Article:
At 'em ball -- A ball hit right at a defensive player.
Baltimore Chop -- A ground ball that hits in front of home plate (or off of it) and takes a large hop over the infielder's head.
Bases drunk -- Bases loaded.
Bazooka -- Strong throwing arm. "He's got a bazooka."
Big show -- The major leagues.
Bush league -- Lesser minor-league teams in small cities or towns.
Catch napping -- To surprise a less than alert runner with the result that he is picked off or suddenly caught between bases.
Chin music -- A beanball or knockdown pitch that passes close to the batter's jaw.
Circus catch -- A spectacular catch, suggesting the moves of a circus acrobat.
Crackerjack -- Term used to describe a first-rate or spectacular player or team.
Curtain call -- The practice of a player coming out of the dugout to acknowledge the call of the fans, usually after a home run.
Deuce -- The curveball, usually signaled from a catcher to a pitcher by holding down two fingers.
Dying quail -- A batted ball that drops suddenly and unexpectedly, like a bird that has been shot on the wing.
Fence buster -- A heavy hitter.
Free pass -- Base on balls.
Friendly confines -- Descriptive of many home ballparks, but most often used to describe Wrigley Field.
Glass arm -- A sore throwing or pitching arm.
Golden Sombrero -- A batter who strikes out four times in the same game is said to wear the golden sombrero.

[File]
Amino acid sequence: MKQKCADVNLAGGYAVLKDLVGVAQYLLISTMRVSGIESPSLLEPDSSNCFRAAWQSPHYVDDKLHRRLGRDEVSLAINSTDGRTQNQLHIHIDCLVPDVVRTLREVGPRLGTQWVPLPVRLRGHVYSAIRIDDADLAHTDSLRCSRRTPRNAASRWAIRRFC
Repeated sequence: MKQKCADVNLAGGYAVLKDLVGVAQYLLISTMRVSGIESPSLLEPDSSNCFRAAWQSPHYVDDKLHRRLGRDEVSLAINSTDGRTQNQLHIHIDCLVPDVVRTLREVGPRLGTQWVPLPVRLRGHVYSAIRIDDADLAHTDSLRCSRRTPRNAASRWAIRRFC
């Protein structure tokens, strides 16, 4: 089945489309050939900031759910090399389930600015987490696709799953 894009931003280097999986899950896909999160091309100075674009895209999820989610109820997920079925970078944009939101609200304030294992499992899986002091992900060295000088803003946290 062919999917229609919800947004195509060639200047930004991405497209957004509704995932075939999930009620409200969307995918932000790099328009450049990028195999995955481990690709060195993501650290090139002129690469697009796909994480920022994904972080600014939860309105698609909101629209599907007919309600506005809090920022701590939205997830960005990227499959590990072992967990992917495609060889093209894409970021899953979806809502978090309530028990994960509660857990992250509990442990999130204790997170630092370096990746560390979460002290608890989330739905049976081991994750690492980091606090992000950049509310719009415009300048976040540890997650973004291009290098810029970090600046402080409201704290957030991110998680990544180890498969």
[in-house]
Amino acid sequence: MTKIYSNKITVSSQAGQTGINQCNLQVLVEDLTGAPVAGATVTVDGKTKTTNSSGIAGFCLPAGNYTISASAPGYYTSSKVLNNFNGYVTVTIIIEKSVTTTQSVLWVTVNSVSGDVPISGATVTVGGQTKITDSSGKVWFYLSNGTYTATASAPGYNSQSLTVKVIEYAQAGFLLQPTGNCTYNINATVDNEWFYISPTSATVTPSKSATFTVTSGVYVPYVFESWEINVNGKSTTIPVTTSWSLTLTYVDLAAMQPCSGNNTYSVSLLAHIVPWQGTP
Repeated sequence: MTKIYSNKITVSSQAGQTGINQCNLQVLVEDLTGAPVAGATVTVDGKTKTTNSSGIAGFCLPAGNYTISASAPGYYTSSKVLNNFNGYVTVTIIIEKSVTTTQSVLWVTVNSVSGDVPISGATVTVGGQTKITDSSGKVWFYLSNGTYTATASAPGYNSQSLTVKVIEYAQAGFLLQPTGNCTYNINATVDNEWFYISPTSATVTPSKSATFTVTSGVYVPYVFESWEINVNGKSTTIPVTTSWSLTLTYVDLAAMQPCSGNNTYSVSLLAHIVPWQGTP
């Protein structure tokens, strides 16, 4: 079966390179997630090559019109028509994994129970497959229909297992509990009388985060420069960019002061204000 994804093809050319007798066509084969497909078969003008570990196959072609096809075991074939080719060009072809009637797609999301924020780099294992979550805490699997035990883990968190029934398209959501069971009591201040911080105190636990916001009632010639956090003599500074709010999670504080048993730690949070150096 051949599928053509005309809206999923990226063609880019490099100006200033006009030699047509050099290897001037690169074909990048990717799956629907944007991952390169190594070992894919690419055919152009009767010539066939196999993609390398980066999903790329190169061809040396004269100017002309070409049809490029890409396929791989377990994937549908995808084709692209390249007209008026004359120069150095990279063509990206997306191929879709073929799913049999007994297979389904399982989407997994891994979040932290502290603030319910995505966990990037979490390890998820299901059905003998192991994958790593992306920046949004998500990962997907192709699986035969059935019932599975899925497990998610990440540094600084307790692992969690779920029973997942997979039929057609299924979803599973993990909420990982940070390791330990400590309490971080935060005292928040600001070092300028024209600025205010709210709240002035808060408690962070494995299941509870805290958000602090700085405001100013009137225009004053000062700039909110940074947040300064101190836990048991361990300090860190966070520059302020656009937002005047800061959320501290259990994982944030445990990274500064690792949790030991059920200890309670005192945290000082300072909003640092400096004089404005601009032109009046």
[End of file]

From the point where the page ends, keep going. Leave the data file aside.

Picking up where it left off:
Goose egg -- A zero on the scoreboard.
Gopher ball -- A pitch destined to be hit for a home run; one that will "go for" a run.
Guess hitter -- Batter who tries to anticipate or out-guess the pitcher based on the situation at hand.
"Hit 'em where they ain't" -- Rallying cry for batters through the decades since 1897, when Wee Willie Keeler hit .432. Asked how a man of his size could put together such an average, Keeler responded: "Simple. I keep my eyes clear and I hit 'em where they ain't."
Hot stove league -- Term for the gab, gossip and debate that takes place during the winter months when baseball is idle.
Iron glove -- Sloppy fielding; prone to errors.
Lollipop -- A soft pitch or weak throw.
Mendoza line -- Figurative boundary in the batting averages between those batters hitting above and below .215, Mario Mendoza's career average.
Picasso -- A control pitcher; one who paints the black.
Platter -- Home plate.
Play by the book -- To play in accord with the conventional wisdom of the game.
Pow wow -- A meeting on the playing field, usually involving several players and a coach who has come on to the field to talk strategy.
Punch-and-Judy -- Said of a hitter who tends to hit well-placed but weakly-hit balls for singles. The first reference was made by former Los Angeles Dodgers manager Walter Alston when asked about a home run by Willie McCovey of the San Francisco Giants. "When he belts a home run, he does it with such authority it seems like an act of God. You can't cry about it. He's not a Punch and Judy belter."
Rhubarb -- A ruckus with the umpires; confusion; a fight between players.
Right down Broadway -- A pitch that is delivered in the middle of the strike zone.
Room service -- Term describing a pitch or batted ball that comes right to a defensive player.
Shoestring catch -- A catch made by a running fielder just before the ball hits the ground.
Texas Leaguer -- A poorly hit ball that loops meekly over the infield and lands for a hit.
The Show -- The major leagues
Tools of ignorance -- The catcher's paraphernalia: shin guards, chest protector, helmet, mask and glove.
Twin killing -- Double play.
Warning track power -- The ability of a batter with enough strength to hit a ball to the warning track, but not enough to hit a home run.
Whiff -- For a pitcher to strike out a batter.
Whitewash -- To shut out a team.
Worm burner -- Batted ball that moves across the ground hard and fast.
Source:Dickinson's Baseball Dictionary